A container ship in the South China sea. An ore mine in the Australian outback. An energy plant legally distanced from population centres. Not the places you would expect to get good connectivity (if any, at all). Nevertheless, and for some years already, these are some of the places that have benefitted the most from the evolution of cellular-based networks, like LTE and 5G.
Because LTE/5G, the flavour of 5G in play at Blue Wireless (LTE stands for "Long Term Evolution"), answers a much broader set of use cases than urban telephony. It's even poised to supplant well-known WiFi and wired networks as the primary method for connecting large numbers of touchpoints across a business: people, devices, sensors, and machines making up in the Internet of Things, in thousands of applications all along the supply chain.
In this context, often comes the question between private and public networks and the belief that private is a superior alternative. But is it, though? Why not look at both.
Private LTE/5G: custom-built for sprawling sites
From mineral mines to container ports, hundreds of private LTE/5G implementations are providing enterprise connectivity across large and complex sites, without wires, today. They're connecting sensors to alarms, machines to managers, and humans to the applications and data they need to do their jobs.
But what does private LTE mean?
A private LTE/5G network is a custom chunk of infrastructure, designed specifically to provide coverage across one site fixed in area. It's not part of the public 5G network; your phone won't even recognise it. While it uses similar equipment, it operates in its own context, pinched off from any public network. Many even use a different part of the electromagnetic spectrum (and the rights to use that spectrum are often the result of long and expensive negotiations with authorities).
This makes private LTE/5G networks reliable and flexible, with uncontended bandwidth and high customisability. It also makes them expensive. It's estimated that only 2% of the total expenditure of cellular infrastructure is attributed to private LTE/5G networks today  - all of them enterprise-scale. And while adoption will continue to accelerate, the investment required simply doesn't make private LTE/5G viable for smaller sites.
Public LTE/5G: using existing infrastructure for innovation and profit
By contrast, public LTE/5G uses the same 5G infrastructure already in place across much of the world, at the same radio frequencies already licensed by mobile operators such as national telcos. There's no need to negotiate spectrum with governments, no need to set up your own pinched-off network with all its associated cost structures. With a public LTE/5G implementation, you're taking advantage of what's already there, which means lower costs and faster rollout. Of course, there's a twist.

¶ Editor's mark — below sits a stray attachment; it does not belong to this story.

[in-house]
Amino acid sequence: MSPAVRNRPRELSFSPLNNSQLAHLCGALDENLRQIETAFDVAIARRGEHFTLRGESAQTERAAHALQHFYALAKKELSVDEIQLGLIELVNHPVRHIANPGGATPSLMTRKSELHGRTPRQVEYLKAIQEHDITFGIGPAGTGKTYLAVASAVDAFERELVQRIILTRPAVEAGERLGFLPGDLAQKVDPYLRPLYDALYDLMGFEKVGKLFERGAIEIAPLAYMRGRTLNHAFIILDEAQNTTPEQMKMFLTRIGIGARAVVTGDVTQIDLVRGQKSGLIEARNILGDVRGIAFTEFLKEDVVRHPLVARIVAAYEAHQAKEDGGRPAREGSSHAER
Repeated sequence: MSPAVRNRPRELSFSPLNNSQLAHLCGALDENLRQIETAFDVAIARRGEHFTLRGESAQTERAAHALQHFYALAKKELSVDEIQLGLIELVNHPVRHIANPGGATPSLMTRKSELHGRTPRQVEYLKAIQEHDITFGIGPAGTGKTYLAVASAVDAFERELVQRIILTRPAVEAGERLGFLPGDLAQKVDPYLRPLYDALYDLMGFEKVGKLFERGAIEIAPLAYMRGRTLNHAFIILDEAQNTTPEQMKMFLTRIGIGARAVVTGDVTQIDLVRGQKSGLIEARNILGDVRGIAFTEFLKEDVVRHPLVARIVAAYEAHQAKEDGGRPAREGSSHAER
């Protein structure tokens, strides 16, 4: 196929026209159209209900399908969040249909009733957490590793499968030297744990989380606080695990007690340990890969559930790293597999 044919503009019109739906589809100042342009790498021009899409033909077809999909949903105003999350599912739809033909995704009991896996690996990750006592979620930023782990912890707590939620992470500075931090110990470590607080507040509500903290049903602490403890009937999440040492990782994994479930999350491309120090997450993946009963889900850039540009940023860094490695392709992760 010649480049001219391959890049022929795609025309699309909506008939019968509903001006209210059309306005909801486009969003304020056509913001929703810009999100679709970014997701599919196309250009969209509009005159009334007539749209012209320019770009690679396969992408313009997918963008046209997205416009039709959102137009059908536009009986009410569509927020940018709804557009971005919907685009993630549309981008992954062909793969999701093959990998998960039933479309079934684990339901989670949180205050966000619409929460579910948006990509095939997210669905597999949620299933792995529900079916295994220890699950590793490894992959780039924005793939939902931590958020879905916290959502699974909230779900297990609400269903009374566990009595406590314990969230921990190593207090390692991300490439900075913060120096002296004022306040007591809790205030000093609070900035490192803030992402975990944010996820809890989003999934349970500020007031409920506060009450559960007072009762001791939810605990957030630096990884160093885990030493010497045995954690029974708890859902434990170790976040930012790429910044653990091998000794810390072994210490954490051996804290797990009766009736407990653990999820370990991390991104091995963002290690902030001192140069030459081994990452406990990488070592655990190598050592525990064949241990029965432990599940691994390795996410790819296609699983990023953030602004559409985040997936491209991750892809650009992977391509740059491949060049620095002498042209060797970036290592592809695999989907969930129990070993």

You might wonder how public 5G could possibly work for a site far from population centres, still less for offshore assets like a ship at sea. Doesn't 5G range max out around 500m from a cell tower? Yes, it does—but it doesn't have to. And that's where Blue Wireless comes in. High-gain antennas, like those offered by our partners at Poynting, give your distant site an "on-ramp" to those public cellular networks—even if there's no direct line-of-sight. At distances much greater than 500m. LTE/5G routers complete this picture, funnelling incoming and outgoing wireless data between nodes on your local network.
Essentially, you've extended the public 5G network to where you need it… even if "where you need it" is a cargo vessel 50 nautical away from shore.
Of course, security is part of the solution—and to many people, it's the most vital part. SD-WAN, an evolution of the Virtual Private Network, sets up a private network in the cloud using the public network as its underlay. Meaning your remote site (or ship) is connected to public infrastructure, with all its resources like messaging and web access, but your applications and data stay private to you.
One last advantage: this setup, of course, lets you interconnect multiple sites around the world with a single SD-WAN, unlike the campus-specific nature of private LTE/5G.
Get the most out of public networks with Blue Wireless
That's the sweet spot of public LTE/5G: extending what's already there for the benefit of your business. The table below summarises the differences between private and public LTE/5G: as you can see, the advantages of "going public" are many and varied, way beyond cost.